The next who addressed the meeting was of a very different mould. His mien partook of an almost equal mixture of defiance and contempt, which rendered it far from prepossessing. His face was covered with the silvery hairs of age, though his eye (for he had but one remaining orb) had lost but little of that fire which had been its distinguishing characteristic in youth, while manifold scars bore honourable testimony to the victories of his more robust years ; and, together with the respect due to age, commanded the attention of all present. He commenced by saying that he could not but entertain considerable doubt as to the benefits which were likely to accrue to us from the prohibition which was now sought, and he much feared we were about to ask a boon the nature of which we were but imperfectly acquainted with. Indeed, when he reviewed his own life, he could not but be of opinion that the arbitrary caprices of our task-masters might submit us to the performance of works of a far more vexations and harassing nature than those of which we were now complaining. He proceeded to state that he had the misfortune to be born of a family renowned for their pugnacious qualities, which character he gave such promise of supporting, that he was early in life matched against most of the celebrated fighters of his time, and had shortly acquired the reputation of being the best dog of his weight. His combats, however, had not been confined to his own species; he had also had the distinguished honour of being matched against the “king of beasts;" but this unequal contest had deprived him of an eyc, and had gone near to cost him his life. Thus had his strength passed in a continual scene of strife and bloodshed, till declining nature too plainly discovered that he was no longer able to maintain his wonted superiority. Nevertheless, he was not even now suffered to shelter hinself behind his hard-earned laurels, but was repeatedly doomed to suffer the mortification of being vanquished and triumphed over by those who, but a short time before, had cowered beneath his gaze, till at last his teeth being all broken in various encounters, he was totally incapacitated for further contest; and he concluded by exhorting all present to consider whether there were not others labouring under fates infinitely less tolerable than their own, adding, that as all creatures were formed for the mutual benefit and assistance of one another, we could hardly expect to have an exception made on our behalf.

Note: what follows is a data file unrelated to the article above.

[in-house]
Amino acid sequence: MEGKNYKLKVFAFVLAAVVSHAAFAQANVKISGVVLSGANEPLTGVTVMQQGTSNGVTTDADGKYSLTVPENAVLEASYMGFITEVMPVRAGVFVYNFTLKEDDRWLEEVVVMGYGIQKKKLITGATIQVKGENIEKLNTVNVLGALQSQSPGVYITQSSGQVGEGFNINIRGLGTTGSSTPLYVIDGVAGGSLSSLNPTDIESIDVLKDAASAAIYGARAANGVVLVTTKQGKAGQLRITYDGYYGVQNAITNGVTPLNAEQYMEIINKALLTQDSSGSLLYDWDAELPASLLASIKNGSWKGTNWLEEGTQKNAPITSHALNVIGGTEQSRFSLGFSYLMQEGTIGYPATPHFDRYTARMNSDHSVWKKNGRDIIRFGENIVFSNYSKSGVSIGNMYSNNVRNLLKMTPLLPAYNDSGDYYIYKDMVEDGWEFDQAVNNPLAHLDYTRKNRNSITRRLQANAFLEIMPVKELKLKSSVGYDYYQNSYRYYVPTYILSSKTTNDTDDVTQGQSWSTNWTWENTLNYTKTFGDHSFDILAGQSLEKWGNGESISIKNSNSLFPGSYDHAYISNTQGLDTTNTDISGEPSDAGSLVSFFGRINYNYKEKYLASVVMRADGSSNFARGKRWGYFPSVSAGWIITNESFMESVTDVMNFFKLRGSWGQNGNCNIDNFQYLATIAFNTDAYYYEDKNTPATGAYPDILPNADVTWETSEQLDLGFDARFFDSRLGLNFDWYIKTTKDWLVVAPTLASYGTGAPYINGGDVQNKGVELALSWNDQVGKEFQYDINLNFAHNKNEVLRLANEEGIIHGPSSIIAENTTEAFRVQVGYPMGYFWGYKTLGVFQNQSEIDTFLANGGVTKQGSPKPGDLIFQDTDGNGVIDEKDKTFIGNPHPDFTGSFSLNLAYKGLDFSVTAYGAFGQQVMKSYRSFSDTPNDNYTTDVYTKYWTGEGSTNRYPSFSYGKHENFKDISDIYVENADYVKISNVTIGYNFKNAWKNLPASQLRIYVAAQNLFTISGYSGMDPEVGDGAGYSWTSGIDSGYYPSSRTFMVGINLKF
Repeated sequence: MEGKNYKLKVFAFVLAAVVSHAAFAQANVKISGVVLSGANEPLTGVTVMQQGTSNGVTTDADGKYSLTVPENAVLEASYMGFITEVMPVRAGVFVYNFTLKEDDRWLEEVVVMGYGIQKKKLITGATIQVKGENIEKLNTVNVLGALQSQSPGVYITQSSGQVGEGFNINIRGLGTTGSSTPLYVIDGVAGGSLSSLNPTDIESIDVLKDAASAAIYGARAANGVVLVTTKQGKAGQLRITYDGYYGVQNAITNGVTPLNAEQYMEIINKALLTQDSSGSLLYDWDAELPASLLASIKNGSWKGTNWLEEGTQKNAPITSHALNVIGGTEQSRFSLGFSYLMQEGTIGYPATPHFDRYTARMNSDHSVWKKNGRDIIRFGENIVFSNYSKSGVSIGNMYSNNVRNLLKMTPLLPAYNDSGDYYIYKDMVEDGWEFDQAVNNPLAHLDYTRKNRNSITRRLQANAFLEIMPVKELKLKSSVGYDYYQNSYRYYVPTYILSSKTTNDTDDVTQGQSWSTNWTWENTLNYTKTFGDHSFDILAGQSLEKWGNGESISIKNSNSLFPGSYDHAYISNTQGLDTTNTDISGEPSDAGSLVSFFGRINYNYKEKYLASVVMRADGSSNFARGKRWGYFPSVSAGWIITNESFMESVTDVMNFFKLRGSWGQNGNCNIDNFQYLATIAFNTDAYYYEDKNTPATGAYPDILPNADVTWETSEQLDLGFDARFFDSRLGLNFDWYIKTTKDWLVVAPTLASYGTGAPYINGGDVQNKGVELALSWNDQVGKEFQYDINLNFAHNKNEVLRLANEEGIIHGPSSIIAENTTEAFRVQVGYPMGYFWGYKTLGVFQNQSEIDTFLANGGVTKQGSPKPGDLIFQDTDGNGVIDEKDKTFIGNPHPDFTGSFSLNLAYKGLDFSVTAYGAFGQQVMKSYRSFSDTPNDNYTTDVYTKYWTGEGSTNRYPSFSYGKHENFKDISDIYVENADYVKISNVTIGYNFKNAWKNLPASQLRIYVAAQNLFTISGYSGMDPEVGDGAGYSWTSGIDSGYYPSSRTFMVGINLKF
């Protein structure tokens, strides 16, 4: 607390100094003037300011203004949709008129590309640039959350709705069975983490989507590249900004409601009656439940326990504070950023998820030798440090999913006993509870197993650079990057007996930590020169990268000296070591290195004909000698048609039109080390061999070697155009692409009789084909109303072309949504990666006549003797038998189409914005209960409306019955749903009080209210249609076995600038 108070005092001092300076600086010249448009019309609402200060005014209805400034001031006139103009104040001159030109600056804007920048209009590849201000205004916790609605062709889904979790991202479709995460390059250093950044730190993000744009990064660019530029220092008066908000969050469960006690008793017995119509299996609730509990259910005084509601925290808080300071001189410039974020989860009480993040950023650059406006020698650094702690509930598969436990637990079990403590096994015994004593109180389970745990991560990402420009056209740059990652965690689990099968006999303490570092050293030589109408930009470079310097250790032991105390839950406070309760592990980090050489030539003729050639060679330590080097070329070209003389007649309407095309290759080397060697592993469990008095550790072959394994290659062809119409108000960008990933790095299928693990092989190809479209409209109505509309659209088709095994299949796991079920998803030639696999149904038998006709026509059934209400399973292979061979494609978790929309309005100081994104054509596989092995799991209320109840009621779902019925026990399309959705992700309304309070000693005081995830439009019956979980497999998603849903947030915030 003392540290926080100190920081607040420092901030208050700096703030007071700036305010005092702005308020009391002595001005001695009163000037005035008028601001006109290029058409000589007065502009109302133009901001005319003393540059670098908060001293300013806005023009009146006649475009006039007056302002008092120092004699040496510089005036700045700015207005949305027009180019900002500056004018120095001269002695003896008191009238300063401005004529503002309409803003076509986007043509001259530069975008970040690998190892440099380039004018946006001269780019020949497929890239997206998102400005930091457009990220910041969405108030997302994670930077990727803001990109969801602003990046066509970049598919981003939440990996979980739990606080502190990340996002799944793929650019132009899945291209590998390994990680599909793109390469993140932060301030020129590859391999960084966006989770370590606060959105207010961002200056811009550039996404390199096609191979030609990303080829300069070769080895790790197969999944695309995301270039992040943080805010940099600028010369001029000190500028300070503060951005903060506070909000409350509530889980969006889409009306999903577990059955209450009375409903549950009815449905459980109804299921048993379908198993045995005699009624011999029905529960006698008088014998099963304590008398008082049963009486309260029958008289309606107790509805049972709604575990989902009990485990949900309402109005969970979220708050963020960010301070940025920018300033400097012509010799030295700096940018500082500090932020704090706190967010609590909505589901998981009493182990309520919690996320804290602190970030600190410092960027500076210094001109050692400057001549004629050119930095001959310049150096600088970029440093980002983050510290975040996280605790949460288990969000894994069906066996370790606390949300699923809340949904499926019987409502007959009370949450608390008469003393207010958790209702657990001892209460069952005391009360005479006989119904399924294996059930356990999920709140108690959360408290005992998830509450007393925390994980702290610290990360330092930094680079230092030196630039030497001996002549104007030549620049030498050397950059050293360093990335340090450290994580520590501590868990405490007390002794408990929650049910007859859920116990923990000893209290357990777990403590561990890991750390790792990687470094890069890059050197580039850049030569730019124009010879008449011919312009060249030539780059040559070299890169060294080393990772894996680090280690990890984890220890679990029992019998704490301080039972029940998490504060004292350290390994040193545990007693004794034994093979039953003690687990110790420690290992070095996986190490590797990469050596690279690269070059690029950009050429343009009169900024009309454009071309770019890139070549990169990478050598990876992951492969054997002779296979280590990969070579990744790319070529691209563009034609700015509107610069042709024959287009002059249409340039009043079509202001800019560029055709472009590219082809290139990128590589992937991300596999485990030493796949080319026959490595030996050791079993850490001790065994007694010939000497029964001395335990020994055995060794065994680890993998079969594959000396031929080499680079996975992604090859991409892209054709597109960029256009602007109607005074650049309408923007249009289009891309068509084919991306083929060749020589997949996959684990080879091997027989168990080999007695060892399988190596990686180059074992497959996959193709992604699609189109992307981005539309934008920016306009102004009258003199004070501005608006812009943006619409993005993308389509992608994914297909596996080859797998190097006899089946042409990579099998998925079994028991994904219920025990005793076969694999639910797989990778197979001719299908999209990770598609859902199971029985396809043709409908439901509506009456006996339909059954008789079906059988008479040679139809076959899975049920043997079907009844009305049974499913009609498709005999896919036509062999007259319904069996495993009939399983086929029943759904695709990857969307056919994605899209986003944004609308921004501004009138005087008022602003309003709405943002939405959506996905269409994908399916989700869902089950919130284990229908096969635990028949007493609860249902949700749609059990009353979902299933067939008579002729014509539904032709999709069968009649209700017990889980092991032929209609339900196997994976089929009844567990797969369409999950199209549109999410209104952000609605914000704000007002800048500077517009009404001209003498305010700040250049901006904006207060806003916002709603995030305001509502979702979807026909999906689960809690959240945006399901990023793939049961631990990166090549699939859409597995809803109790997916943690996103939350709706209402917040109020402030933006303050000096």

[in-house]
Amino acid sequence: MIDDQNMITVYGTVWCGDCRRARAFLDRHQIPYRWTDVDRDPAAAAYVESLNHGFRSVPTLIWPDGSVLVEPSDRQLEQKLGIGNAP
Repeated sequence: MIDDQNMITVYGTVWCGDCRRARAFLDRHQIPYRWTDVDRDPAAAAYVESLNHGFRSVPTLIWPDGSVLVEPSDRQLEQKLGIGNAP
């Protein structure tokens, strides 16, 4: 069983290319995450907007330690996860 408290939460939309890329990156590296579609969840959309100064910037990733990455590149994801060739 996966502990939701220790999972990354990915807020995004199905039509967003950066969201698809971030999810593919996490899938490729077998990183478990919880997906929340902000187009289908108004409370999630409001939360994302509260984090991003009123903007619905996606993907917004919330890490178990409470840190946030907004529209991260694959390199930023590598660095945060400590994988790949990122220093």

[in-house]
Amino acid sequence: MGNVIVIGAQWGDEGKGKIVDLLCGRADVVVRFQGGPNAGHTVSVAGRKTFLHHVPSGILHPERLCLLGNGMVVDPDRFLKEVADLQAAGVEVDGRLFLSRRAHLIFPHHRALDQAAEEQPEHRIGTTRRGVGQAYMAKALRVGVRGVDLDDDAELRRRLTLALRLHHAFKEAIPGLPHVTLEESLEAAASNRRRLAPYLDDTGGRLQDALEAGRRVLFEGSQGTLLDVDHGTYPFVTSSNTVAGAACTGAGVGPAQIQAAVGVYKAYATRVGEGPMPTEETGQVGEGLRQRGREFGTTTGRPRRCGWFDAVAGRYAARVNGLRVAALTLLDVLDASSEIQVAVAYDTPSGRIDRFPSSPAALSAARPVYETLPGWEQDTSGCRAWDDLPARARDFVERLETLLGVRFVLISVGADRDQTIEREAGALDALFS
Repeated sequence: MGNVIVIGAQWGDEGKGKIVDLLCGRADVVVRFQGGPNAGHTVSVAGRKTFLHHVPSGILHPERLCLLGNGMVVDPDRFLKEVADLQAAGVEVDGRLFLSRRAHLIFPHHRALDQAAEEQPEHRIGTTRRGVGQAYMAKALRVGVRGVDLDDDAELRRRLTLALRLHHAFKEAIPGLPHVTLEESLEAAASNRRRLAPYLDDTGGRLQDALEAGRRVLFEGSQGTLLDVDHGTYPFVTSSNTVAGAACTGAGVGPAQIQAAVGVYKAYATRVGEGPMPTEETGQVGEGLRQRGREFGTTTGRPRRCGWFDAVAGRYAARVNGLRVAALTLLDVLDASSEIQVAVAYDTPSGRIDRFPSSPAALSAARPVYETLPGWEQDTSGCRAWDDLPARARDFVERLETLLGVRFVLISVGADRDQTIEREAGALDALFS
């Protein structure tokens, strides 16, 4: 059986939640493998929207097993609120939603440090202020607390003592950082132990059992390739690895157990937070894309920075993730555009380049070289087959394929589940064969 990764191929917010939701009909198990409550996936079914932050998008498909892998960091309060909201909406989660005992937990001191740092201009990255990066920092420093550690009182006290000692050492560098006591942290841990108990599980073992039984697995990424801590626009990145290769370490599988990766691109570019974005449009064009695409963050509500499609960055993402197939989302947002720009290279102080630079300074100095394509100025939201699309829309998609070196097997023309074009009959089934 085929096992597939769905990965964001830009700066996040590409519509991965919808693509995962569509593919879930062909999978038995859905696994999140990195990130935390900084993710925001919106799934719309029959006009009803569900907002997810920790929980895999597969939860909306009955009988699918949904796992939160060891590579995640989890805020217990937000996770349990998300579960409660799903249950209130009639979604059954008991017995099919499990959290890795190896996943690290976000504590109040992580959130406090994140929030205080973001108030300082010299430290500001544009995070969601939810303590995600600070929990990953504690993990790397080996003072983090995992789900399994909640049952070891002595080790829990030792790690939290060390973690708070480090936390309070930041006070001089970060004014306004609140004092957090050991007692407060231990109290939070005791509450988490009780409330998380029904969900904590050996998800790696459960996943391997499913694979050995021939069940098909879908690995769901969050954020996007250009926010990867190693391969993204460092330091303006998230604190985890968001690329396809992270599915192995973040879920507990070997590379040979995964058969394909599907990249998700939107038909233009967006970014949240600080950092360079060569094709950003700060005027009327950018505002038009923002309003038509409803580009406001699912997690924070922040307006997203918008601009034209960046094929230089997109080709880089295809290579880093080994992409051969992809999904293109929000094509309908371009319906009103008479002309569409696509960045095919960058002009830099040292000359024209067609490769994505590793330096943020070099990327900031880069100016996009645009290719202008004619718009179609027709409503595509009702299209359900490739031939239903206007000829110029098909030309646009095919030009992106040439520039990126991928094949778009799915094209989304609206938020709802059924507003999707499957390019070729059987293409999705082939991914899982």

This aged spokesman was succeeded by a pert, high-spirited youth, who, with great sprightliness of manner, contended that there were donkeys enough for all necessary purposes of draught, and that, consequently, our services could not be required; and as for the hardships talked of, by some philanthropic individuals, to those who, having lost their legs, are dependant on their dogs for their means of locomotion, he maintained that, if we consider the question, it must be evident to any sensible person that those who possess no legs can have no right to move about; besides, added he, we are properly the companions, not the slaves of man.